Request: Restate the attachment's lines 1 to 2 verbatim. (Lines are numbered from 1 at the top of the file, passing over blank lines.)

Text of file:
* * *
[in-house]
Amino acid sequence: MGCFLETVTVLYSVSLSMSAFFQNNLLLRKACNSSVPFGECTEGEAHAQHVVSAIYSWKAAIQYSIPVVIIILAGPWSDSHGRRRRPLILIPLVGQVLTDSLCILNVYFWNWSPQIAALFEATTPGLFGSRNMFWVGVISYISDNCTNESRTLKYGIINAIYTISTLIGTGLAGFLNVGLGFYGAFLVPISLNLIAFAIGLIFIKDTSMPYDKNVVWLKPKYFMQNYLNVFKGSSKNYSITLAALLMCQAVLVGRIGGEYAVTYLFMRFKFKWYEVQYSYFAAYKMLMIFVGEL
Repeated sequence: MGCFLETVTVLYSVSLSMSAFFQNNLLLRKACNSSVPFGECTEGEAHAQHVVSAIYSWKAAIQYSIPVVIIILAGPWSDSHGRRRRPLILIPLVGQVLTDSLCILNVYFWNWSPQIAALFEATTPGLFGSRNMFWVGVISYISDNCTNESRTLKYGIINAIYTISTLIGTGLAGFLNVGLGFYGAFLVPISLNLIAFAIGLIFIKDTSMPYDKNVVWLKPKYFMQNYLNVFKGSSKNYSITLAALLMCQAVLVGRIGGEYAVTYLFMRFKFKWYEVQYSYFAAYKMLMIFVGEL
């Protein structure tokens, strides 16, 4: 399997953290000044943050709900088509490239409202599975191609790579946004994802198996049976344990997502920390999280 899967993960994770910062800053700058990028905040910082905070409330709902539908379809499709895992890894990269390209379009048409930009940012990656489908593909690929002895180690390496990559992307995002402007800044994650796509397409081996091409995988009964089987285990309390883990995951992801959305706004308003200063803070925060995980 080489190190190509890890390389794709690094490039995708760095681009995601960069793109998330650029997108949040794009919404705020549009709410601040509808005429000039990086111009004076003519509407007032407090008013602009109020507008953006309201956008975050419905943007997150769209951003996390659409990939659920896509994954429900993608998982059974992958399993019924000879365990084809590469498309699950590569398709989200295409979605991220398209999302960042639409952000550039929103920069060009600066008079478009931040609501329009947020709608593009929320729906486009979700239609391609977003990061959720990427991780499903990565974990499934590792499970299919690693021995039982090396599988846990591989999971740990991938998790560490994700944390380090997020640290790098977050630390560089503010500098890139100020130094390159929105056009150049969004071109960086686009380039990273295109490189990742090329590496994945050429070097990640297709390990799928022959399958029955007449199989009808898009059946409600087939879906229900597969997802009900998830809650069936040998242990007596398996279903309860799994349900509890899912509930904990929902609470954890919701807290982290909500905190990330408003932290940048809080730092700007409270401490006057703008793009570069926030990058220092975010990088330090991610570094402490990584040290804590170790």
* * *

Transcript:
[in-house]
Amino acid sequence: MGCFLETVTVLYSVSLSMSAFFQNNLLLRKACNSSVPFGECTEGEAHAQHVVSAIYSWKAAIQYSIPVVIIILAGPWSDSHGRRRRPLILIPLVGQVLTDSLCILNVYFWNWSPQIAALFEATTPGLFGSRNMFWVGVISYISDNCTNESRTLKYGIINAIYTISTLIGTGLAGFLNVGLGFYGAFLVPISLNLIAFAIGLIFIKDTSMPYDKNVVWLKPKYFMQNYLNVFKGSSKNYSITLAALLMCQAVLVGRIGGEYAVTYLFMRFKFKWYEVQYSYFAAYKMLMIFVGEL